Palliverse’s Greatest Hits from Oct 2014 – #getjakbak revisited – Part 1

Photo by Rob Wicks on Unsplash

What a disaster I thought, as I listened to the referral. A 44 year old man had become unwell in the Pacific Islands and had been urgently transferred to New Zealand for assessment and treatment. He had an abdominal mass lesion which was extremely painful after having had massive weight loss over the previous two months. He had been a great orator and had been destined to be a future leader of his church. He was married without children.

He and his wife had come over two months ago and things had not been good at all.
He had been diagnosed with a large abdominal mass found to be cancer with spinal cord compression and lung metastases. The impression was that there was nothing that could be done medically for him, and that he should try to return back to the Islands as soon as possible as his condition would likely deteriorate quickly.

Travel arrangements were made for him and his wife to return back home in the following week, but he became acutely unwell before he could finish arranging his journey. A difficult situation, thousands of miles from home, with little in the way of family members or support locally. Displaced, stuck, and also critically unwell.

He was admitted to hospital where they treated him for severe infected intra-abdominal abscess resistant to the strongest antibiotic available. It had ruptured through his skin and was spontaneously draining. Again urgent travel plans were made, for the couple to head home, but again he took a turn for the worse.

He stayed in hospital for a further fortnight, but he deteriorated further. He was then transferred to our hospice for likely end of life care.

We admitted him and got to know him over the next weeks. Right from the start he said that he wanted to go home, that his strong faith would make it happen. I had my doubts and was unsure if he would survive a week with us, let alone be well enough to travel thousands of miles. For whatever reason I chose pain relief options that he would be able to use back home on the Islands.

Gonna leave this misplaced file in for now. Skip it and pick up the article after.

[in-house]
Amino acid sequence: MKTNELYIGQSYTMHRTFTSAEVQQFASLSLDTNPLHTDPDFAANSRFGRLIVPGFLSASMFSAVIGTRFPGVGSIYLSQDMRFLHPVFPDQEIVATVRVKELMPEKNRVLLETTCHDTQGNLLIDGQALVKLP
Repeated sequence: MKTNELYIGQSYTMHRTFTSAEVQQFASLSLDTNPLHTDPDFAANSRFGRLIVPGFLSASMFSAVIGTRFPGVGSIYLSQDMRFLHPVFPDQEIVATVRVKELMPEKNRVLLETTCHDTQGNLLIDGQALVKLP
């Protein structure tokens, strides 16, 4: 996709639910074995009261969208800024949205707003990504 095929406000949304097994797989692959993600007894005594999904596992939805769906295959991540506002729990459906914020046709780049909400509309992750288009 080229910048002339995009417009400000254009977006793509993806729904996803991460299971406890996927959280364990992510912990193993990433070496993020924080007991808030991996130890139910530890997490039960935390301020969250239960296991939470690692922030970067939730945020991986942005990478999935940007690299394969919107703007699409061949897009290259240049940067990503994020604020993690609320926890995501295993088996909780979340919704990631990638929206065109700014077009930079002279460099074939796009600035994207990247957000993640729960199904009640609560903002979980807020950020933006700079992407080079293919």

His condition fluctuated wildly and by the end of the week I was sure that he would not make it through the weekend. But he actually did, and so it continued, heading closer and closer to death, but somehow coming back off the edge of the cliff again, and again.

He again expressed his strong desire to return home, and said that he and the local Pasifika community had been making plans, had been raising funds…

He stabilised and the idea of going home appeared to bring him peace. I was still unsure if he would make it home or not, but was willing to try to help him do so. Tickets were purchased, and I spoke to the airline about his specific needs. They said that they would need either a doctor or nurse escort in order for him to travel. That would be expensive. He would need to book six seats as he could not sit in a chair and a standard stretcher would need to be supported on the equivalent of six standard airplane seats.

All up this would cost $10720, not including the nurse or doctor escort. Unaffordable to most people but the local community fund-raised and the main fundraiser promised that the $3320 that was still needed would be available the day before the trip.

A search was made for an appropriate health practitioner to support our patient on the flight, the best discounted fee for a doctor I found would cost $3800. No nurses were available. Eventually I found someone else with the right level of skill, someone who knew the man and his wife well, and someone with appropriate experience in complex end of life situations. He kindly agreed to waive the usual doctor fee which would enable the trip to happen.

I had volunteered to take him back. I knew his case better than anyone, and I felt that I would be able to look after him well on the trip back home. We planned to fly on Saturday morning and made all of the preparations, including obtaining a month’s supply of his medications that he would take with him as access to medications on the Islands was uncertain.

Many communications were made in order to make the journey as smooth as possible, including to contacts that I had on the Islands.

At 3pm on Friday afternoon, 18 hours before our departure time, I received bad news. The promised community raised funds had not come through. Was the trip to be cancelled because of $3320?

Island-Man: No Way Home?

To be continued…

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